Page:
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From: William E. Kempf (wekempf_at_[hidden])
Date: 2003-02-05 15:04:58

> First I would like to apologize if what I am going to propose have
> already been suggested, discussed and rejected. If that is the case,
> please ignore this message.
> I would like to suggest a new interface (and implementation) for
> boost:thread. A problem with the current version (1.29.0), as I see
> it, is that it does not distinguish between the two sides of a
> thread. On the one side we have the creation of a new thread and
> interaction with that thread, e.g. joining. On the other side we have
> the created thread and the operations one might want to perform
> there, e.g. yielding.

You can't "yield" another thread. You can only "yield" the current
thread. This is why yield() is static.

> True that the current implementation of boost:thread allows you
> create new threads, interact with the thread and perform
> operations from within the thread. The problem is that it is all mixed
> in a single interface.

Which I don't think is a problem, and is what users would expect.

> If a created thread needs access to an instance of a boost::thread, then
> it must be handled in either of two ways.
> 1. The creating side and the created thread must share a single
> instance of a
> boost::thread. For example:
> boost::thread* thr ;
> void thr_func()
> {
> thr->yield() ; // Yes I know that boost::thread::yield() is
> static.
> }
> int main()
> {
> thr = new boost::thread(thr_func) ;
> thr->join() ;
> delete thr ;
> }
> This solution has the obvious problem of having to share common data
> between two separate threads of execution.
> 2. The other solution is that the created thread gets its own unique
> instance of
> a boost::thread using the default ctor.
> void thr_func()
> {
> boost::thread self ;
> self.yield() ; // Once again, yes I know that yield() is static.
> }
> int main()
> {
> boost::thr thr(thr_func) ;
> thr.join() ;
> }
> This avoids the problem of having to share data between two
> threads of execution but introduces another. There is no
> association between the two instances of boost::thread. This makes
> it impossible to transfer information from the creating side to the
> created thread (yes, I know this is not part of the current
> boost::thread implementation but I think it should be).

No, it doesn't make it "impossible". Passing data is accounted for in the
documentation, and is accomplished through the use of function objects.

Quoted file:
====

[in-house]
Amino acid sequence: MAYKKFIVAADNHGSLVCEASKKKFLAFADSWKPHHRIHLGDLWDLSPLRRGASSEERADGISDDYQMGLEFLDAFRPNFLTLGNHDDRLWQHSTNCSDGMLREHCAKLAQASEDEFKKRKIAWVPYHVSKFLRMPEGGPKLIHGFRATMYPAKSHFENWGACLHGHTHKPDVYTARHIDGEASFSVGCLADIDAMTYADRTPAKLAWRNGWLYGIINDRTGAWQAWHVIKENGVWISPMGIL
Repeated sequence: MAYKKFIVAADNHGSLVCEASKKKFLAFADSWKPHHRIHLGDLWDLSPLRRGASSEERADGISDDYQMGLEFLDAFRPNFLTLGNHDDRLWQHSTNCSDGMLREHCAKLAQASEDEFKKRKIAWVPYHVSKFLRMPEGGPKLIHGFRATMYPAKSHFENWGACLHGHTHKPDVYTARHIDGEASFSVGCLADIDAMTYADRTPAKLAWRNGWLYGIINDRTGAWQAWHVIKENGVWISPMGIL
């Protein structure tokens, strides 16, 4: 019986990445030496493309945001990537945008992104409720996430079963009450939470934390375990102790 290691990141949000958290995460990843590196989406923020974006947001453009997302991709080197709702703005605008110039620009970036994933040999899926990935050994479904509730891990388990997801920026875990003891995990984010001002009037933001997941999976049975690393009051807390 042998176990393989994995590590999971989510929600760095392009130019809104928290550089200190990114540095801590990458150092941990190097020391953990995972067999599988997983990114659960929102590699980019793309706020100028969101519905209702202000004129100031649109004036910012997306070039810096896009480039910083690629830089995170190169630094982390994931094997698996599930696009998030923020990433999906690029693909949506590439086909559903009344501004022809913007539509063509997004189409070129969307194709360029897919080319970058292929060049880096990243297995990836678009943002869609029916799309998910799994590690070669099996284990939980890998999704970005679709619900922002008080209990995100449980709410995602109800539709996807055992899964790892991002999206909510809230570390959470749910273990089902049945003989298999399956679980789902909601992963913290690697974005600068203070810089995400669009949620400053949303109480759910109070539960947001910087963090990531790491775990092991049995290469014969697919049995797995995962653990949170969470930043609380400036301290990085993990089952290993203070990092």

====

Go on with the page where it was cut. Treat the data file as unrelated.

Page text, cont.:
The Boost.Bind or Boost.Lambda libraries even make this trivial:

void my_thread(int val)

boost::thread thrd(bind(&my_thread, 10));

> Another problem with a single interface is the possibility of someone
> using the wrong member operation in the wrong context, e.g. calling
> join() from within the created thread. Yes, you would be stupid if you
> made such a mistake but why not prevent it all together by a new
> interface to boost::thread.

Seperating the interfaces won't prevent mistakes like this.

> Yet another problem with the current implementation is that the
> header file exposes implementation specific details. This makes it
> very likely that modification to the implementation or adding
> support for a new threading environment will require a re-compilation
> of all code using boost::thread. Such implementation specific details
> should, if at all possible, be hidden behind a pimple.

Discussed to death. The PIMPL idiom has costs that are deamed too costly.

> What I would like to see is a new boost::thread implementation which
> meets the following requirements.
> a. There shall be two interfaces to a thread. One for creation of a
> thread, from
> here on called boost::thread. And, one for the created thread, from
> here on called boost::thread::self.

Self? Why? If it's on operation that can *only* be made on the current
thread, then a static method is a better approach. Otherwise, I could
make a "self" instance and pass it to another thread, which could then
attempt an operation that's not valid for calling on another thread.

> b. There shall exist a single, unique association between an
> instance of a